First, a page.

Numerics & math foundation


#1

There’s a great Twitter retransmission of the currently-happening #rustconf, and I wish I could be there right now!

#rustconf

This slide suggests there’s a need for a good fundation for Numerical Computing on Rust. I personally believe there’s so much power in Rust that it could become an awesome platform for the work currently done in Numpy.

We know the popularity of the most used scientific libs, such as Scikit-learn, R, etc. comes from two things:

  1. a big community able to write the common and less-common scientific algorithms in <language>;
  2. solid numerical frameworks on which those are built.

I think we could address point 2 here. We can get inspired from (non exhaustive iist):

  • NumPy (scientific computing for python esp. great numerical arrays)
  • TensorFlow (CPU/GPU tensor computations)
  • Eigen (C++ matrices)

Where should we orient our efforts? I think a good milestone could be having an user-friendly, vector-enabled (SIMD) equivalent of NumPy multidimensional arrays, along with a couple of core primitives.

We could also address 1. in parallel, writing some ML code, matrix manipulation including advanced decompositions, etc. (I have a working SVM taking the dust in my home dir + a stats library I’m working on, but nothing public yet.)

Thoughts?


#2

That’s exactly what I’m thinking the whole time :wink:

Maybe we can also have a “arewenumericyet” or “arewescientificyet” like the other “arewe…” pages. Is s.o. already working on this ?

I’m currently working on smaller things like:

(both at a very early stage and still in development)

I also made a comparison of parallelization crates for rust:

https://github.com/willi-kappler/mandel-rust (yeah I have to update this…)

I hope to have more time to work on these (and more projects) in the future.

As you already said both could be addressed more or less in parallel (of course most of 1. would require 2.)

In addition to what you mentioned:

  • read / write support for scientific data formats (HDF5, image, 2D, 3D, …)
  • plotting (gnuplot, matplotlib)
  • MPI / cluster support

I know that there are Rust wrapper for most of these but having them native would be even better (and a lot of work).

What we also need are tutorials and documentation.

I gave a short introduction to Matlab for students at beginning of this year (together with a colleague):

I can try to translate it into English and see what can be done in Rust today and update it as soon as we have newer / better crates.


#3

There’s the nice https://github.com/bluss/rust-ndarray project, to develop an N-dimensional array similar to what Numpy provides (it could potentially import/export data in a numpy ndarray compatible way using the C API).

The project is active and is already useful, and developing a Dataframe type on top of this could be a nice next step.


#4

I also have a small crate that implements the VSOP87 algorithm in all of its versions in 100% pure Rust: https://crates.io/crates/vsop87

It calculates positions of planets in the solar system for a given time.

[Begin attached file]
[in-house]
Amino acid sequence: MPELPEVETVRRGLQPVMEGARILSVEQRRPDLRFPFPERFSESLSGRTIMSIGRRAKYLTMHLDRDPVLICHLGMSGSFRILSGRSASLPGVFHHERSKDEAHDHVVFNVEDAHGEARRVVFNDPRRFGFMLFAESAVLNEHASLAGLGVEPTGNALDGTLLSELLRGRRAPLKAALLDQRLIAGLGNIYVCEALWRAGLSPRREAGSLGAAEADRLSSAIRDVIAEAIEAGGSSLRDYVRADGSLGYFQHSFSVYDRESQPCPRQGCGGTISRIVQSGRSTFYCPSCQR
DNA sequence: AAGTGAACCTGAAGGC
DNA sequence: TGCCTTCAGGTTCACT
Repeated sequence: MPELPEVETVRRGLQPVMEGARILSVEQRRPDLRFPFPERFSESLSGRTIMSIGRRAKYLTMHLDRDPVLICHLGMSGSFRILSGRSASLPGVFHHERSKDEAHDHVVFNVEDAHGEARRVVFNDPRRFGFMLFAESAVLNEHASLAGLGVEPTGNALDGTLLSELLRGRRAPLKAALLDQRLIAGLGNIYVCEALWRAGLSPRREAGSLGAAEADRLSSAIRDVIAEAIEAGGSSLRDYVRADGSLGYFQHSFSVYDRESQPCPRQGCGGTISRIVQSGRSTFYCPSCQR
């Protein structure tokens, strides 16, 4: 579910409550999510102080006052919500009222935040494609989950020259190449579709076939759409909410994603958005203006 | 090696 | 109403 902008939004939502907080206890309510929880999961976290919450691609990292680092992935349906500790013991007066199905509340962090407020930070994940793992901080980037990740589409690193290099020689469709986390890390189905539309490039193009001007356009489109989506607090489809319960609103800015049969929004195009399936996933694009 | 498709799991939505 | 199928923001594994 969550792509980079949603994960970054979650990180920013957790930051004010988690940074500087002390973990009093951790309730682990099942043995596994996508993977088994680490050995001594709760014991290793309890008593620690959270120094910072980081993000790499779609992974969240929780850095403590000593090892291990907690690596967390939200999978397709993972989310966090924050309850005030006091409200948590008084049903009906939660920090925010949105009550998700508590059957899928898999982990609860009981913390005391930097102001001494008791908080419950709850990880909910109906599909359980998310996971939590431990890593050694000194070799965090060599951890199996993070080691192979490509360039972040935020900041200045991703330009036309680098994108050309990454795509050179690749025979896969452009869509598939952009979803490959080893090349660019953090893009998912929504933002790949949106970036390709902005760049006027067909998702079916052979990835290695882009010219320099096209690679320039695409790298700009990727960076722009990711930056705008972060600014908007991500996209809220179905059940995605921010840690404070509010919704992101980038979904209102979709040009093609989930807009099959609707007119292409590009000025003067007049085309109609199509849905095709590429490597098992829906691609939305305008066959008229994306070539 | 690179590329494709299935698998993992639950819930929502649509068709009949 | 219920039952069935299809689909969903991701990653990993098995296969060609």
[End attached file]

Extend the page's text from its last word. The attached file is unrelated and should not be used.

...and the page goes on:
#5

I believe OpenMP is also important, which is one of the common and efficient methods of shared memory programming.

Update:
I found this one which seems exciting: https://github.com/nikomatsakis/rayon


#6

Yes OpenMP support would be nice, LLVM is getting better with every new release. But I think that would be a lot of work to include OpenMP support into Rust.

There’s also Jobsteal. I’ve made a comparison of some parallelization crates here (I need to update it…).


#7

Looks like the plotting stuff is being worked on:

https://www.reddit.com/r/rust/comments/54fq1p/dataplotlib_an_earlystage_hasslefree_plotting/ :+1:


#8

I tried that Mandelbrot benchmark some time ago and it run fine. Now I have installed it again and I see a problem (latest working Nightly):

   Compiling crossbeam v0.1.6
error[E0512]: transmute called with differently sized types: [usize; 32] (2048 bits) to [std::sync::atomic::AtomicBool; 32] (256 bits)
  --> ...\.cargo\registry\src\github.com-1ecc6299db9ec823\crossbeam-0.1.6\src\sync\seg_queue.rs:34:29
   |
34 |             ready: unsafe { mem::transmute([0usize; SEG_SIZE]) },
   |                             ^^^^^^^^^^^^^^

error: aborting due to previous error

Removing some of the uncompilable code, it gives (the CPU has 4+4 cores):

...>mandel.exe --num_threads 8
Configuration: re1: -2.00, re2: 1.00, img1: -1.50, img2: 1.50, max_iter: 2048, img_size: 1024, num_threads: 8
Time taken for this run (serial): 1441.46419 ms
Time taken for this run (rayon_join): 185.18138 ms
Time taken for this run (rayon_par_iter): 201.04410 ms
Time taken for this run (job_steal): 264.69656 ms
Time taken for this run (job_steal_join): 185.36490 ms

Here job_steal_join doesn’t seem faster than rayon_join.


#9

Hi leonardo,

thanks for your feedback and sorry about the compile error: I need to update to a newer version of crossbeam. I’ll try to fix it in the next couple of days.

Rayon and JobSteal are quite close to each other but in most cases (at least on my machines) JobSteal was a bit faster.


#10

I’ve released a new version of mandel-rust: v0.4. I had to remove the code that didn’t compile.


#11

During the compilation it gives a warning:

   ...
   Compiling time v0.1.35
warning: constant `compiler_version` should have an upper case name such as `COMPILER_VERSION`, #[warn(non_upper_case_globals)] on by default
 --> ...\mandel_util-04bb748c3137f731\out/compiler_version.rs:1:1
  |
1 | pub const compiler_version: &'static str = "1.14.0-nightly";
  | ^^^^^^^^^^^^^^^^^^^^^^^^^^^^^^^^^^^^^^^^^^^^^^^^^^^^^^^^^^^^